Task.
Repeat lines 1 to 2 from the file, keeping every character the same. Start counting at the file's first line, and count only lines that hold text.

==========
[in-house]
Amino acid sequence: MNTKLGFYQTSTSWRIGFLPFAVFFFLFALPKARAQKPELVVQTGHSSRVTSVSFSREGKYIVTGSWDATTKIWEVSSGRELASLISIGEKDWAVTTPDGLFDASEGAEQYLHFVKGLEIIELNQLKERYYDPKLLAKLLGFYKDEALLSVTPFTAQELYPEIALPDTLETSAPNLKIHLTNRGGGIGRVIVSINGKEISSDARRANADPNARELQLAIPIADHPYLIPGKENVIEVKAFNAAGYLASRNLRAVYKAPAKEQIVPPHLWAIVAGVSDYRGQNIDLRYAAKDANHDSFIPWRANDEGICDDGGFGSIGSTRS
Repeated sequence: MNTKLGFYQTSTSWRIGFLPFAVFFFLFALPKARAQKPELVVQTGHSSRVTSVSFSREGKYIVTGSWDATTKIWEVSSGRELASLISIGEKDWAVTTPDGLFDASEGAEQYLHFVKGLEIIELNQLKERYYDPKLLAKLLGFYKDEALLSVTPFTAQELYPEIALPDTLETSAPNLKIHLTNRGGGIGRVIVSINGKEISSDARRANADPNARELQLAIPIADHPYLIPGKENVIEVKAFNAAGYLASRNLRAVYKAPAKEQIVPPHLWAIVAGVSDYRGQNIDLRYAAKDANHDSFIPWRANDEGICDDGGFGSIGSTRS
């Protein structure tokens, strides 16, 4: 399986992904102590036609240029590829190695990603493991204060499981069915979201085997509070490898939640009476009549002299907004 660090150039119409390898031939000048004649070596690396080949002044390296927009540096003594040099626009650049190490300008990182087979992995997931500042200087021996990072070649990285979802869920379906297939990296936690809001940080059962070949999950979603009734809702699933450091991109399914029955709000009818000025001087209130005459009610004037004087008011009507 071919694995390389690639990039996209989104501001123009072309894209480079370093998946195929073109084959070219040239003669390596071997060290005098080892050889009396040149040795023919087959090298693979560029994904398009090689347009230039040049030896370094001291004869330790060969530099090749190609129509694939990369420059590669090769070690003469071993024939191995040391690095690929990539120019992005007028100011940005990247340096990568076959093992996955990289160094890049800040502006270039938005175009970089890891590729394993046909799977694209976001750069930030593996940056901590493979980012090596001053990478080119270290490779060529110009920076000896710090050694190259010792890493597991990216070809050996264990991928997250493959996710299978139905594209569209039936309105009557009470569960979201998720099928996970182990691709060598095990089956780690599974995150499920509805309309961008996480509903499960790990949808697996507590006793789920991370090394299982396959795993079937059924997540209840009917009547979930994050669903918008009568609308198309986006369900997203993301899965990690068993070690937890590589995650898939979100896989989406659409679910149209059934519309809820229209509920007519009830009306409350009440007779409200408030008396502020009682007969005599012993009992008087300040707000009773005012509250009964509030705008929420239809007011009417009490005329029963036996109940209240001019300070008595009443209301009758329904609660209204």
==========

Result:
[in-house]
Amino acid sequence: MNTKLGFYQTSTSWRIGFLPFAVFFFLFALPKARAQKPELVVQTGHSSRVTSVSFSREGKYIVTGSWDATTKIWEVSSGRELASLISIGEKDWAVTTPDGLFDASEGAEQYLHFVKGLEIIELNQLKERYYDPKLLAKLLGFYKDEALLSVTPFTAQELYPEIALPDTLETSAPNLKIHLTNRGGGIGRVIVSINGKEISSDARRANADPNARELQLAIPIADHPYLIPGKENVIEVKAFNAAGYLASRNLRAVYKAPAKEQIVPPHLWAIVAGVSDYRGQNIDLRYAAKDANHDSFIPWRANDEGICDDGGFGSIGSTRS